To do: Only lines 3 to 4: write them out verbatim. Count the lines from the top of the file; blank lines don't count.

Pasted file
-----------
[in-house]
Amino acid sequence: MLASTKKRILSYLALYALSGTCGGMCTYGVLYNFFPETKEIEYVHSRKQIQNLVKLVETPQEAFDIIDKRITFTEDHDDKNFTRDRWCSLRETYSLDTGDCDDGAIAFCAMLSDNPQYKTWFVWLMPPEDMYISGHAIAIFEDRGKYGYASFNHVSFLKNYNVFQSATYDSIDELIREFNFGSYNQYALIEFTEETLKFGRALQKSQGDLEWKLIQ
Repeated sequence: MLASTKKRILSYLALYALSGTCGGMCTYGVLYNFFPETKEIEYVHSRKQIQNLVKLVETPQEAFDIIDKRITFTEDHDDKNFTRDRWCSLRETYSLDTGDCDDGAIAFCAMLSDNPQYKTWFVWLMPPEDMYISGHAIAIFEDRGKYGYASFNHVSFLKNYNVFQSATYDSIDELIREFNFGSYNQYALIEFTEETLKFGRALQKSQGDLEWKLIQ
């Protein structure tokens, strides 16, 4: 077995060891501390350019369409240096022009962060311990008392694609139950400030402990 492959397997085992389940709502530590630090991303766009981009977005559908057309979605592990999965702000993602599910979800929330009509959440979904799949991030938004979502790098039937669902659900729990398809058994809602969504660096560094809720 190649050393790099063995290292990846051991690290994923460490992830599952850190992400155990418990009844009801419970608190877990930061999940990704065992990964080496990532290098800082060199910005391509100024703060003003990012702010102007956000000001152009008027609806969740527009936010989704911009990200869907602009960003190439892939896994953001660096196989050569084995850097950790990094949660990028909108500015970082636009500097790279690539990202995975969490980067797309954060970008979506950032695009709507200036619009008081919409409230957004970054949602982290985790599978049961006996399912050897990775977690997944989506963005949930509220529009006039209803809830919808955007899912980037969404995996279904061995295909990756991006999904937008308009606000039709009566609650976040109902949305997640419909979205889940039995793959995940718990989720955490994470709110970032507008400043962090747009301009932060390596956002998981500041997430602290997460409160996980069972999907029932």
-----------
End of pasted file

Repeated sequence: MLASTKKRILSYLALYALSGTCGGMCTYGVLYNFFPETKEIEYVHSRKQIQNLVKLVETPQEAFDIIDKRITFTEDHDDKNFTRDRWCSLRETYSLDTGDCDDGAIAFCAMLSDNPQYKTWFVWLMPPEDMYISGHAIAIFEDRGKYGYASFNHVSFLKNYNVFQSATYDSIDELIREFNFGSYNQYALIEFTEETLKFGRALQKSQGDLEWKLIQ
């Protein structure tokens, strides 16, 4: 077995060891501390350019369409240096022009962060311990008392694609139950400030402990 492959397997085992389940709502530590630090991303766009981009977005559908057309979605592990999965702000993602599910979800929330009509959440979904799949991030938004979502790098039937669902659900729990398809058994809602969504660096560094809720 190649050393790099063995290292990846051991690290994923460490992830599952850190992400155990418990009844009801419970608190877990930061999940990704065992990964080496990532290098800082060199910005391509100024703060003003990012702010102007956000000001152009008027609806969740527009936010989704911009990200869907602009960003190439892939896994953001660096196989050569084995850097950790990094949660990028909108500015970082636009500097790279690539990202995975969490980067797309954060970008979506950032695009709507200036619009008081919409409230957004970054949602982290985790599978049961006996399912050897990775977690997944989506963005949930509220529009006039209803809830919808955007899912980037969404995996279904061995295909990756991006999904937008308009606000039709009566609650976040109902949305997640419909979205889940039995793959995940718990989720955490994470709110970032507008400043962090747009301009932060390596956002998981500041997430602290997460409160996980069972999907029932």